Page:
BlackBerry-maker Research In Motion (RIM) has undergone quite a few transitions during the past couple of years. Most notably, the Canadian company made a major shift from its former role as a strictly enterprise-centric firm to an equally business- and consumer-focused high-tech vendor.
That push to embrace the consumer masses led to a number of valuable BlackBerry hardware and software modifications, including the addition of multimedia features, such as media players, 3.5mm headphone jacks and, of course, the inclusion of digital cameras. The problem: Some of RIM's longtime business customers either don't want or prohibit digital cameras on their premises.
RIM's latest five BlackBerry devices all sport digital cameras, including the Pearl Flip 82xx, Curve 8350i, Bold 9000--all of which have two-megapixel shooters--Storm 95xx and the second-gen Curve 8900--which both feature 3.2-megapixel cameras. That means any organization or business user who wants to upgrade to one of those shiny new ‘Berrys must be willing and able to deal with a built-in digital camera.
For some organizations and enterprises with strict security regulations or no-camera policies, such as government agencies and financial services firms, or companies with employees who travel in and out of high security facilities, this is less than ideal.
RIM's certainly aware of the issue, and in the past it has not only offered devices without cameras, it created special IT policies for its BlackBerry Enterprise Server (BES) that could disable business users' BlackBerry cameras. IT admins can even deactivate cameras remotely. (IT policies specifically meant to disable multimedia features like cameras and expandable memory slots were first introduced in 2006, in BES v4.0.6 and v4.1.2, along with the BlackBerry Pearl 8100.)
Right now, there are at least two camera-less BlackBerry models available from RIM: the BlackBerry 87xx and the 88xx. The BlackBerry 87xx was announced in November 2005, the 8800 in February 2007. In other words, both smartphones are a bit long in the tooth, and it's time for RIM to retire them.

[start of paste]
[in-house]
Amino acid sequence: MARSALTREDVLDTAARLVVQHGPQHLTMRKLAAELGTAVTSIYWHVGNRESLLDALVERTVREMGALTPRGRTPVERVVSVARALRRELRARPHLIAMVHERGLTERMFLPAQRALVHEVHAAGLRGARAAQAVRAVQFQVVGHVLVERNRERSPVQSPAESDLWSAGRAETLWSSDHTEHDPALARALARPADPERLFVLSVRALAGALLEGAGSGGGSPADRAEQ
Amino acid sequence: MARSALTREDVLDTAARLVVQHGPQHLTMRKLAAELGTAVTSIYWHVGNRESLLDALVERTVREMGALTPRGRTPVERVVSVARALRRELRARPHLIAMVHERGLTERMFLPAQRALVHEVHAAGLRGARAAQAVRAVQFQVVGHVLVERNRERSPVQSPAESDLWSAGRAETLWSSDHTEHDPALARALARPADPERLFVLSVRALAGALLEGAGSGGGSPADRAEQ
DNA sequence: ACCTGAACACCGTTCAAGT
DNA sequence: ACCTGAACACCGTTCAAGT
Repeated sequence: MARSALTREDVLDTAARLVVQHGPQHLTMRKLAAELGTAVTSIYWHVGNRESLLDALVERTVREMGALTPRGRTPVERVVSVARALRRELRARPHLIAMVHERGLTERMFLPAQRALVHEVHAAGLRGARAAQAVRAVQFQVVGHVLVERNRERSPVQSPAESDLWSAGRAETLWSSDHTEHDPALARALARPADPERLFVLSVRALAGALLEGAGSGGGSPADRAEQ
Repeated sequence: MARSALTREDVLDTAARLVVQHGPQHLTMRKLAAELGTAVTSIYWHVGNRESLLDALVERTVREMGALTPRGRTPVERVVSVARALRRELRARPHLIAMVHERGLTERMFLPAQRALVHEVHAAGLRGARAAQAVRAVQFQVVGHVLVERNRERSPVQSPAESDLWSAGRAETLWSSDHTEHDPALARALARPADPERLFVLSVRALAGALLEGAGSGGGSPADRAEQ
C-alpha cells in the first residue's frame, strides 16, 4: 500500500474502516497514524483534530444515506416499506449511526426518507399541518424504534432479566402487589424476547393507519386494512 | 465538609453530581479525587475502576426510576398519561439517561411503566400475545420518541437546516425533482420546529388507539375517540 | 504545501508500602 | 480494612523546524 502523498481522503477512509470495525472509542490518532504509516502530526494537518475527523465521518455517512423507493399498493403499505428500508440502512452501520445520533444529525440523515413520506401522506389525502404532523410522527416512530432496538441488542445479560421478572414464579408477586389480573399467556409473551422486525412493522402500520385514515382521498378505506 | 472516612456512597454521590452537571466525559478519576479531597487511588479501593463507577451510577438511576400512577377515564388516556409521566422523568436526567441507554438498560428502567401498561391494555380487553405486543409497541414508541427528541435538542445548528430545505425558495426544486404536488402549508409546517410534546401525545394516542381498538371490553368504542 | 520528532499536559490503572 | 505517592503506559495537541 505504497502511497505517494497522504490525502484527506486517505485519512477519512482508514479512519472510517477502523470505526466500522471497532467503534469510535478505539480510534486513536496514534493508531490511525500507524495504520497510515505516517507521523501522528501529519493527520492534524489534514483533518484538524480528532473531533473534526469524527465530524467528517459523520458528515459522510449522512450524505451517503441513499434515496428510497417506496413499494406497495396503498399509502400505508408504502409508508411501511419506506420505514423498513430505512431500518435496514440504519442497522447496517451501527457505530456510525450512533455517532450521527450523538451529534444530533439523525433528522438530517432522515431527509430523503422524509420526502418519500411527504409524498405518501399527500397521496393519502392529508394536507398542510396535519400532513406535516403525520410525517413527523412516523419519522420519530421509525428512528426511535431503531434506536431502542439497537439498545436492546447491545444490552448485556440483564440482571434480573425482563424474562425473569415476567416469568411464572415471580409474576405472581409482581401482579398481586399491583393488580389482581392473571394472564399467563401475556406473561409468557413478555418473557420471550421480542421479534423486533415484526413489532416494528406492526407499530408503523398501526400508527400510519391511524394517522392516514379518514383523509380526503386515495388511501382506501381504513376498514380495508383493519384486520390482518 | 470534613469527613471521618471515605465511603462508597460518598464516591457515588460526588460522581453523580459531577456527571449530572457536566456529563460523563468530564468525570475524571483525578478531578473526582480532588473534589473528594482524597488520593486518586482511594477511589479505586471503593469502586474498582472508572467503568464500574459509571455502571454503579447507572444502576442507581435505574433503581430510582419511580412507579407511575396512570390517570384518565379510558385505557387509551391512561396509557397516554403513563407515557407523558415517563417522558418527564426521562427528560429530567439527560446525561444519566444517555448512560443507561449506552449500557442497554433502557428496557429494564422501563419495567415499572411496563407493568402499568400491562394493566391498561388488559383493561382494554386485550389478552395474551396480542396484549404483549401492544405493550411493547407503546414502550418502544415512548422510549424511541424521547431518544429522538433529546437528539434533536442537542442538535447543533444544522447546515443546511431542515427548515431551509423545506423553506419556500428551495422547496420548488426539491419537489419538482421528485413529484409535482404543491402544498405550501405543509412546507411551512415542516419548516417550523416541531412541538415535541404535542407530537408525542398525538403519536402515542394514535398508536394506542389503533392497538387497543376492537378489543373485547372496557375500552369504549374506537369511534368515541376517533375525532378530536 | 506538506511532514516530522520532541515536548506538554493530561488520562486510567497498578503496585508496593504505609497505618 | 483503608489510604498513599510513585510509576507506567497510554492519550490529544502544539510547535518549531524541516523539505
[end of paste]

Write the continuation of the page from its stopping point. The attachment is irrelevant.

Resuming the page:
So should RIM release another camera-less ‘Berry to appease customers for whom IT policies just aren't enough? Companies trust the BES to protect a plethora of sensitive information behind their corporate firewalls, so why shouldn't they feel equally comfortable with the BES disabling their users' cameras?
RIM should continue to offer at least one BlackBerry without a camera, if for no other reason than to satisfy the organizations that simply don't allow cameras--disabled or not--within their facilities. Such a device would likely need to be a different version of another camera-equipped BlackBerry, as the market for camera-less devices isn't large. For example, RIM could release a BlackBerry Curve 8905 without a camera on T-Mo in addition to the camera-laden Curve 8900.
Sure, the market for such a device will be small, and it may require a different sort of marketing strategy to reach the right potential users. But I can tell you that from speaking with CIOs and other IT managers that there's significant demand for camera-less ‘Berrys. There are also many business users still employing 87xx and 88xx devices for this exact reason. (Think: BarackBerry.)
What's your take? Are IT policies to disable digital cameras enough? Or should RIM continue to release camera-less BlackBerrys?
This story, "Does BlackBerry Really Need a Camera?" was originally published by CIO.